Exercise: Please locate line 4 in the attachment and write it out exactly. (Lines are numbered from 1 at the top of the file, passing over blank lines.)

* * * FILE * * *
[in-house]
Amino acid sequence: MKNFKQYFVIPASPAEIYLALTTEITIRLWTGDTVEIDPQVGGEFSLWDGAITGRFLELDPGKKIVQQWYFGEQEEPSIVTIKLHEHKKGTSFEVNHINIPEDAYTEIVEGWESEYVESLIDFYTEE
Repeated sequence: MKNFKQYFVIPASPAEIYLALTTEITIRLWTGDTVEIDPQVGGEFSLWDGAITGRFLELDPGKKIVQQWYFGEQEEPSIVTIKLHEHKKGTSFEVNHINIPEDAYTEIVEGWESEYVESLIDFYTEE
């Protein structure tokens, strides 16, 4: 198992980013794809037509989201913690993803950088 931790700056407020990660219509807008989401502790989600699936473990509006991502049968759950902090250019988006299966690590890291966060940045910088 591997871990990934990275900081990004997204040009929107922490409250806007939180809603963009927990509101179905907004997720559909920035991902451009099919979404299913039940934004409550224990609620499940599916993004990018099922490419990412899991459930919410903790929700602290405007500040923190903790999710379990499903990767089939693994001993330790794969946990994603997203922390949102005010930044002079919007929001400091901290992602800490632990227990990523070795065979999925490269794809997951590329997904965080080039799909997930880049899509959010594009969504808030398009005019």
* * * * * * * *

């Protein structure tokens, strides 16, 4: 198992980013794809037509989201913690993803950088 931790700056407020990660219509807008989401502790989600699936473990509006991502049968759950902090250019988006299966690590890291966060940045910088 591997871990990934990275900081990004997204040009929107922490409250806007939180809603963009927990509101179905907004997720559909920035991902451009099919979404299913039940934004409550224990609620499940599916993004990018099922490419990412899991459930919410903790929700602290405007500040923190903790999710379990499903990767089939693994001993330790794969946990994603997203922390949102005010930044002079919007929001400091901290992602800490632990227990990523070795065979999925490269794809997951590329997904965080080039799909997930880049899509959010594009969504808030398009005019």